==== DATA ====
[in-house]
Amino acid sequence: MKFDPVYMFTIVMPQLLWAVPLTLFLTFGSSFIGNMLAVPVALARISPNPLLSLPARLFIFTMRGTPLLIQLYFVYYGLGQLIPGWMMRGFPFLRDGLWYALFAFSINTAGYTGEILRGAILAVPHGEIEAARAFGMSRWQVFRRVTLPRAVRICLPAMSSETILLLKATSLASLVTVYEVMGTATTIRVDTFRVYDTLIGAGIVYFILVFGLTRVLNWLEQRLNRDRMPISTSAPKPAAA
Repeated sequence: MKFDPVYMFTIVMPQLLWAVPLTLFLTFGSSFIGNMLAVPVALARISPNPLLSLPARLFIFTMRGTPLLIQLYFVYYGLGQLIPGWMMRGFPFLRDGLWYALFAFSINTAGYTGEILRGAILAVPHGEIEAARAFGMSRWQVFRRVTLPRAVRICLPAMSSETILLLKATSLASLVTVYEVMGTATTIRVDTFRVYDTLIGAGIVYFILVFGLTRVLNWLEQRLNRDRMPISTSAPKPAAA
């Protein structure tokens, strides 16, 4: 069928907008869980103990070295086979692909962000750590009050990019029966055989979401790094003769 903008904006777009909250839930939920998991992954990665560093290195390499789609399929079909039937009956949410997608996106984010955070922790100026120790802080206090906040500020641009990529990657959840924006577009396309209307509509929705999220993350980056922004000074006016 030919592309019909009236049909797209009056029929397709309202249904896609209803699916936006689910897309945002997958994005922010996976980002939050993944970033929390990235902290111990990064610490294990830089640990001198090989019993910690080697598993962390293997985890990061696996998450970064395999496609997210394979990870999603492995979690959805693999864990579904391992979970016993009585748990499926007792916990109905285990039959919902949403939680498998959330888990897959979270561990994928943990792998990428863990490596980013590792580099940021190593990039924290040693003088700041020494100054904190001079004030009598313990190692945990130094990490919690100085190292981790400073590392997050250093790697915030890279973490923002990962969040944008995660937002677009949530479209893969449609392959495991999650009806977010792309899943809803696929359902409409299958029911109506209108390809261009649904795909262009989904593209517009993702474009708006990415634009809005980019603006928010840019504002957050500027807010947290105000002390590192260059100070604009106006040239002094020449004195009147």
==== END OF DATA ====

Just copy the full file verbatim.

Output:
[in-house]
Amino acid sequence: MKFDPVYMFTIVMPQLLWAVPLTLFLTFGSSFIGNMLAVPVALARISPNPLLSLPARLFIFTMRGTPLLIQLYFVYYGLGQLIPGWMMRGFPFLRDGLWYALFAFSINTAGYTGEILRGAILAVPHGEIEAARAFGMSRWQVFRRVTLPRAVRICLPAMSSETILLLKATSLASLVTVYEVMGTATTIRVDTFRVYDTLIGAGIVYFILVFGLTRVLNWLEQRLNRDRMPISTSAPKPAAA
Repeated sequence: MKFDPVYMFTIVMPQLLWAVPLTLFLTFGSSFIGNMLAVPVALARISPNPLLSLPARLFIFTMRGTPLLIQLYFVYYGLGQLIPGWMMRGFPFLRDGLWYALFAFSINTAGYTGEILRGAILAVPHGEIEAARAFGMSRWQVFRRVTLPRAVRICLPAMSSETILLLKATSLASLVTVYEVMGTATTIRVDTFRVYDTLIGAGIVYFILVFGLTRVLNWLEQRLNRDRMPISTSAPKPAAA
């Protein structure tokens, strides 16, 4: 069928907008869980103990070295086979692909962000750590009050990019029966055989979401790094003769 903008904006777009909250839930939920998991992954990665560093290195390499789609399929079909039937009956949410997608996106984010955070922790100026120790802080206090906040500020641009990529990657959840924006577009396309209307509509929705999220993350980056922004000074006016 030919592309019909009236049909797209009056029929397709309202249904896609209803699916936006689910897309945002997958994005922010996976980002939050993944970033929390990235902290111990990064610490294990830089640990001198090989019993910690080697598993962390293997985890990061696996998450970064395999496609997210394979990870999603492995979690959805693999864990579904391992979970016993009585748990499926007792916990109905285990039959919902949403939680498998959330888990897959979270561990994928943990792998990428863990490596980013590792580099940021190593990039924290040693003088700041020494100054904190001079004030009598313990190692945990130094990490919690100085190292981790400073590392997050250093790697915030890279973490923002990962969040944008995660937002677009949530479209893969449609392959495991999650009806977010792309899943809803696929359902409409299958029911109506209108390809261009649904795909262009989904593209517009993702474009708006990415634009809005980019603006928010840019504002957050500027807010947290105000002390590192260059100070604009106006040239002094020449004195009147």